Tribute to the first dude to teach me about selfless love. Happiest Rainbow Bridge Birthday, Scoob.

The black waves creep up the sides, keeping me at the edge of my seat as I silently watch the bridge go by… such a long line of cars chasing each other down the highway. The passengers seemingly blind to the beauty before them. Wondering who they are and what they might be doing, I divert my attention, but it is not out of apathy. It is more like curious empathy. I start thinking about their stories — their own individual tragedies and hardships, but I quickly feel overwhelmed with it all.

Some questions will never be answered; but that doesn’t mean we won’t discover something more meaningful by contemplating them.

Searching for something calmer, I look above at the clear night sky dotted with countless little glowing orbs, as the force of an unseen wave takes my breath away. The further the boat takes us, the smaller the whole world becomes. That never-ending track of tiny toy cars must contain so many people – real people whose lives I’ll never know. The stars above look down over billions, in fact. Billions of hurried, foreign lives go by, chasing each other to some intangible finish line where they hope to find significance.

Suddenly and acutely aware of this large, vast world home to billions of strangers, I’m afflicted. A taxing sense of astute insignificance is instantaneously met with a brief moment of peace and a glimmer of clarity.

Despite that whole vast world, all I can really feel – feel beyond this analytical inquisitiveness – is an empty presence of one tiny, precious and beloved life taken too early.

The pain of loss sometimes hits as unexpectedly and powerfully as these relentless waves hidden under a cloak of darkness, courtesy of the elusive, nearly New Moon watching from somewhere above.

Other times, it’s more of a quiet lull like the calm of the still bay water by the dock (you only hear it if you’re listening). This sound is less abrasive than those nauseating waves smashing into the boat. It echoes like cherished old memories often do. Yes, this sound exudes a bittersweet nostalgia as opposed to gut-wrenching sea-sickness the more you listen for it.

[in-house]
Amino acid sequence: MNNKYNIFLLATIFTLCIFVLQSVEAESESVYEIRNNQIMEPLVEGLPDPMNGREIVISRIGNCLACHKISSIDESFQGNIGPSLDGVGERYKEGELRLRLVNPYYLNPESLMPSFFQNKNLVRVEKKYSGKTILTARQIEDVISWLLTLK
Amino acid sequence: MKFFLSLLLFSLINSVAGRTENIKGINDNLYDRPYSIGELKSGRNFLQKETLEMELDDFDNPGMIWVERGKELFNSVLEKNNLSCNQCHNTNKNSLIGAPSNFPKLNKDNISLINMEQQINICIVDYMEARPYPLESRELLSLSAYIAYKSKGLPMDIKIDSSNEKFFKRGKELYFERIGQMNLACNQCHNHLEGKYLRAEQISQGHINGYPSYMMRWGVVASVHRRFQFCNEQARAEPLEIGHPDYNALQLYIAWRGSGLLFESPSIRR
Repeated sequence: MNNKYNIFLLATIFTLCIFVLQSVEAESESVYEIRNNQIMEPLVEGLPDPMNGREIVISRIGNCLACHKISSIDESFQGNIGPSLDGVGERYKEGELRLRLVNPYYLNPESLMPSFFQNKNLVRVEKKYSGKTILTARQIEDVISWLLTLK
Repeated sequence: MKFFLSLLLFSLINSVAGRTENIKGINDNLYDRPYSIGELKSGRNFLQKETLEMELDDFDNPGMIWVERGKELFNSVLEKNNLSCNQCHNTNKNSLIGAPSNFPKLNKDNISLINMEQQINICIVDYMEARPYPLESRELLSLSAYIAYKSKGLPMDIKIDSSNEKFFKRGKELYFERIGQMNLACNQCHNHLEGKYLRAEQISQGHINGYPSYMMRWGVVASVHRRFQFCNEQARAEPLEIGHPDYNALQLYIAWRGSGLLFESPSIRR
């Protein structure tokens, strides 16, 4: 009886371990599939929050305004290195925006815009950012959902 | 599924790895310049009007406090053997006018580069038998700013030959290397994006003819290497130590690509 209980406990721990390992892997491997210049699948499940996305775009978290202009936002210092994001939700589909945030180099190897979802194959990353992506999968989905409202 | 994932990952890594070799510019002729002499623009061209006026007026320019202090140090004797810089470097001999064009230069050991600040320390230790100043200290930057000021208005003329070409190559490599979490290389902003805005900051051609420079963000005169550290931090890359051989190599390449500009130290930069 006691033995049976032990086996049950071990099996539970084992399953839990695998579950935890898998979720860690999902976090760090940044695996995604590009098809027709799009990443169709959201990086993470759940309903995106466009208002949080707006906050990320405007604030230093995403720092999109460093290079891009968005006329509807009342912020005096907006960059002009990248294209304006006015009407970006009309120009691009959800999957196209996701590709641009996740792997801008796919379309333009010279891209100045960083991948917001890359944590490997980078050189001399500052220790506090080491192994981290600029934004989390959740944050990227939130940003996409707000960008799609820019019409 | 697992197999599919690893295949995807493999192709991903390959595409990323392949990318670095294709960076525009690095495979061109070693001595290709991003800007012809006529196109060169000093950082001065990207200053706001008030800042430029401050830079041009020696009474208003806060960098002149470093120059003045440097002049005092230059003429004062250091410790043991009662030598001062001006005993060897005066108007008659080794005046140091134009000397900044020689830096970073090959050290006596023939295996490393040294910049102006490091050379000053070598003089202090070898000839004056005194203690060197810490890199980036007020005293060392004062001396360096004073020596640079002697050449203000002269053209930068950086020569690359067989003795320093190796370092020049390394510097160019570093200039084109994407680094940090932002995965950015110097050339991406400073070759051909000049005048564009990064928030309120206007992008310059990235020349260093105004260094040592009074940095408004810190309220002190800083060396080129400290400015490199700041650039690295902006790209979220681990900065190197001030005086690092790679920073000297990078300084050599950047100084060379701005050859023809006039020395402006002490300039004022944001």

But most of the time, I’m so busy chasing billions of what appear to be insignificant strangers down some winding road – one that I’m not even certain actually leads anywhere –  that I can’t hear it. Instead, the vibrations become part of me and everything I do.

Those unwelcoming loud reminders of pain evolve into a gentler vibration I carry with me always, allowing me to move with a softer grace and renewed perspective.

That grace helps me see that the pure joy and happiness I was privileged to sustain so completely for exactly one year and 14 days cannot possibly exist in the dichotomy of love without the tragic pain of loss.

This awareness allows me to feel connected to billions of “insignificant” strangers. For this human condition is a paradox we all have in common. It is what binds us together as human beings contributing to a greater community of humankind, as opposed to mere strangers competing against one another for material insignificance.

For the first time in my selfish life, I let another get close enough to genuinely transform my soul. While living, this once homeless “stranger” gave my home a significance I never even knew was missing. In death, he has awakened me to the enduring significance of every small and precious life.

The vibrations of every living thing, no matter how small, are significant and cannot be extinguished in death. They are merely carried and passed on by those whom they moved the most.

You weren’t just a dog, you were my first glimpse of selfless love, Scoobster. I’ll carry you with me always.


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